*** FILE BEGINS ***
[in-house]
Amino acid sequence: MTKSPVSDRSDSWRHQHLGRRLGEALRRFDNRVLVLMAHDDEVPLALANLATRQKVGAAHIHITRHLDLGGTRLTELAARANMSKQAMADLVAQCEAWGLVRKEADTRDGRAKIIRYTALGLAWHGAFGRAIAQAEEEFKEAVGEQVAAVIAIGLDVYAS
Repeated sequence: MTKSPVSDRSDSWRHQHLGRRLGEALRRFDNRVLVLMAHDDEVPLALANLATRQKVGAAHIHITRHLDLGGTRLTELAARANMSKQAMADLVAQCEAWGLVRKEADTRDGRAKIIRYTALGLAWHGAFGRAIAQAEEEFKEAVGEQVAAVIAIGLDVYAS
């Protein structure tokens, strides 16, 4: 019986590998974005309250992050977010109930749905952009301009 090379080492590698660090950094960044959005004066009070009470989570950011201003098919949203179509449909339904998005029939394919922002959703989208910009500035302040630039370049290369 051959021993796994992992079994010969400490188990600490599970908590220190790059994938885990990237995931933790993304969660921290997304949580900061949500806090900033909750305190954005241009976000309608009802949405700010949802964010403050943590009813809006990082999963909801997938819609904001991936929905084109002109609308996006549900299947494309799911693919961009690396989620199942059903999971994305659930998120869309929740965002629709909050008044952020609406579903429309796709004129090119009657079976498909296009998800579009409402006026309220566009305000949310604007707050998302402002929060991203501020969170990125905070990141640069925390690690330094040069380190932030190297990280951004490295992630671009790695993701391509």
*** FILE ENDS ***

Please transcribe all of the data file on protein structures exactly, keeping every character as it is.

[in-house]
Amino acid sequence: MTKSPVSDRSDSWRHQHLGRRLGEALRRFDNRVLVLMAHDDEVPLALANLATRQKVGAAHIHITRHLDLGGTRLTELAARANMSKQAMADLVAQCEAWGLVRKEADTRDGRAKIIRYTALGLAWHGAFGRAIAQAEEEFKEAVGEQVAAVIAIGLDVYAS
Repeated sequence: MTKSPVSDRSDSWRHQHLGRRLGEALRRFDNRVLVLMAHDDEVPLALANLATRQKVGAAHIHITRHLDLGGTRLTELAARANMSKQAMADLVAQCEAWGLVRKEADTRDGRAKIIRYTALGLAWHGAFGRAIAQAEEEFKEAVGEQVAAVIAIGLDVYAS
């Protein structure tokens, strides 16, 4: 019986590998974005309250992050977010109930749905952009301009 090379080492590698660090950094960044959005004066009070009470989570950011201003098919949203179509449909339904998005029939394919922002959703989208910009500035302040630039370049290369 051959021993796994992992079994010969400490188990600490599970908590220190790059994938885990990237995931933790993304969660921290997304949580900061949500806090900033909750305190954005241009976000309608009802949405700010949802964010403050943590009813809006990082999963909801997938819609904001991936929905084109002109609308996006549900299947494309799911693919961009690396989620199942059903999971994305659930998120869309929740965002629709909050008044952020609406579903429309796709004129090119009657079976498909296009998800579009409402006026309220566009305000949310604007707050998302402002929060991203501020969170990125905070990141640069925390690690330094040069380190932030190297990280951004490295992630671009790695993701391509």